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Search Results: 1 - 10 of 204305 matches for " Daniele Sch?n "
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Orthographic Contamination of Broca’s Area
Marie Montant,Daniele Schn
Frontiers in Psychology , 2011, DOI: 10.3389/fpsyg.2011.00378
Abstract: Strong evidence has accumulated over the past years suggesting that orthography plays a role in spoken language processing. It is still unclear, however, whether the influence of orthography on spoken language results from a co-activation of posterior brain areas dedicated to low-level orthographic processing or whether it results from orthographic restructuring of phonological representations located in the anterior perisylvian speech network itself. To test these hypotheses, we ran a fMRI study that tapped orthographic processing in the visual and auditory modalities. As a marker for orthographic processing, we used the orthographic decision task in the visual modality and the orthographic consistency effect in the auditory modality. Results showed no specific orthographic activation neither for the visual nor the auditory modality in left posterior occipito-temporal brain areas that are thought to host the visual word form system. In contrast, specific orthographic activation was found both for the visual and auditory modalities at anterior sites belonging to the perisylvian region: the left dorsal–anterior insula and the left inferior frontal gyrus. These results are in favor of the restructuring hypothesis according to which learning to read acts like a “virus” that permanently contaminates the spoken language system.
Listening to the Human Voice Alters Sensorimotor Brain Rhythms
Yohana Lévêque, Daniele Schn
PLOS ONE , 2013, DOI: 10.1371/journal.pone.0080659
Abstract: While neuronal desynchronization in the mu (≈10Hz) and beta (≈20Hz) frequency bands has long been known to be an EEG index of sensorimotor activity, this method has rarely been employed to study auditory perception. In the present study, we measured mu and beta event-related desynchronisation (ERD) while participants were asked to listen to vocal and triangle-wave melodies and to sing them back. Results showed that mu and beta ERD began earlier and were stronger when listening to vocal compared to non-vocal melodies. Interestingly, this humanness effect was stronger for less accurate singers. These results show that voice perception favors an early involvement of motor representations.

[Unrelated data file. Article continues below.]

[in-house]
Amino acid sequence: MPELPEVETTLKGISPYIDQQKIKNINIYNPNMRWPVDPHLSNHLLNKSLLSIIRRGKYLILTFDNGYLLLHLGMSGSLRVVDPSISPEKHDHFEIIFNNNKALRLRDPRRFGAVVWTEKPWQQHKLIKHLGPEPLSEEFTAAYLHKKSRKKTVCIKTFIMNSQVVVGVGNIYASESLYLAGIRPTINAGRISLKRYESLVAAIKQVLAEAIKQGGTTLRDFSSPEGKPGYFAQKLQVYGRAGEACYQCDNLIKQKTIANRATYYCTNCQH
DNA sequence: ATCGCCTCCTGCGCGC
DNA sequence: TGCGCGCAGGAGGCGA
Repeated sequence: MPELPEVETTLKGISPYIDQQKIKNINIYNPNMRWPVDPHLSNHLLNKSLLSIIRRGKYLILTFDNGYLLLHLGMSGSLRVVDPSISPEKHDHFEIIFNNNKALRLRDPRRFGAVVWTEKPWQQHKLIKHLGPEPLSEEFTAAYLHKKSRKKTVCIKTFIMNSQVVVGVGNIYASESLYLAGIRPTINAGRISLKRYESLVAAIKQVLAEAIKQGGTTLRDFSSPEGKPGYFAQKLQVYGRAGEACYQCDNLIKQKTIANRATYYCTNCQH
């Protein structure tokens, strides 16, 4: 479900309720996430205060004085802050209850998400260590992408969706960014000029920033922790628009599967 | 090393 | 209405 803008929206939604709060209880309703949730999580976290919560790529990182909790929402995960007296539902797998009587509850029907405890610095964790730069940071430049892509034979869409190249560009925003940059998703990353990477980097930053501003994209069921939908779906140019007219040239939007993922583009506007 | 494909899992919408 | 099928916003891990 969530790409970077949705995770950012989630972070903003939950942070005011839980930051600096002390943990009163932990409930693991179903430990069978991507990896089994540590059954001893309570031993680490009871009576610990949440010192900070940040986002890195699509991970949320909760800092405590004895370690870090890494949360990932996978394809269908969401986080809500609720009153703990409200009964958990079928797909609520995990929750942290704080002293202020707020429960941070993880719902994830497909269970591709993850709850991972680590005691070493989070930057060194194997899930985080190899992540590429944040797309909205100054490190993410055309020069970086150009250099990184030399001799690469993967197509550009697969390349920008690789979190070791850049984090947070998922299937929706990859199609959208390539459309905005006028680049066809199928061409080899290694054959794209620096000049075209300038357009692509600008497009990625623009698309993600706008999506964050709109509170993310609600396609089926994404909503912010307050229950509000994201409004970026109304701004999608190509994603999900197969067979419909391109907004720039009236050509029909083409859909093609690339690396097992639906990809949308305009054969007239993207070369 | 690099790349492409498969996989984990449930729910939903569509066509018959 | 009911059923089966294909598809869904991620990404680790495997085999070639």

Musical Expertise and Statistical Learning of Musical and Linguistic Structures
Daniele Schn,Clément Fran?ois
Frontiers in Psychology , 2011, DOI: 10.3389/fpsyg.2011.00167
Abstract: Adults and infants can use the statistical properties of syllable sequences to extract words from continuous speech. Here we present a review of a series of electrophysiological studies investigating (1) Speech segmentation resulting from exposure to spoken and sung sequences (2) The extraction of linguistic versus musical information from a sung sequence (3) Differences between musicians and non-musicians in both linguistic and musical dimensions. The results show that segmentation is better after exposure to sung compared to spoken material and moreover, that linguistic structure is better learned than the musical structure when using sung material. In addition, musical expertise facilitates the learning of both linguistic and musical structures. Finally, an electrophysiological approach, which directly measures brain activity, appears to be more sensitive than a behavioral one.
Words and Melody Are Intertwined in Perception of Sung Words: EEG and Behavioral Evidence
Reyna L. Gordon,Daniele Schn,Cyrille Magne,Corine Astésano,Mireille Besson
PLOS ONE , 2012, DOI: 10.1371/journal.pone.0009889
Abstract: Language and music, two of the most unique human cognitive abilities, are combined in song, rendering it an ecological model for comparing speech and music cognition. The present study was designed to determine whether words and melodies in song are processed interactively or independently, and to examine the influence of attention on the processing of words and melodies in song. Event-Related brain Potentials (ERPs) and behavioral data were recorded while non-musicians listened to pairs of sung words (prime and target) presented in four experimental conditions: same word, same melody; same word, different melody; different word, same melody; different word, different melody. Participants were asked to attend to either the words or the melody, and to perform a same/different task. In both attentional tasks, different word targets elicited an N400 component, as predicted based on previous results. Most interestingly, different melodies (sung with the same word) elicited an N400 component followed by a late positive component. Finally, ERP and behavioral data converged in showing interactions between the linguistic and melodic dimensions of sung words. The finding that the N400 effect, a well-established marker of semantic processing, was modulated by musical melody in song suggests that variations in musical features affect word processing in sung language. Implications of the interactions between words and melody are discussed in light of evidence for shared neural processing resources between the phonological/semantic aspects of language and the melodic/harmonic aspects of music.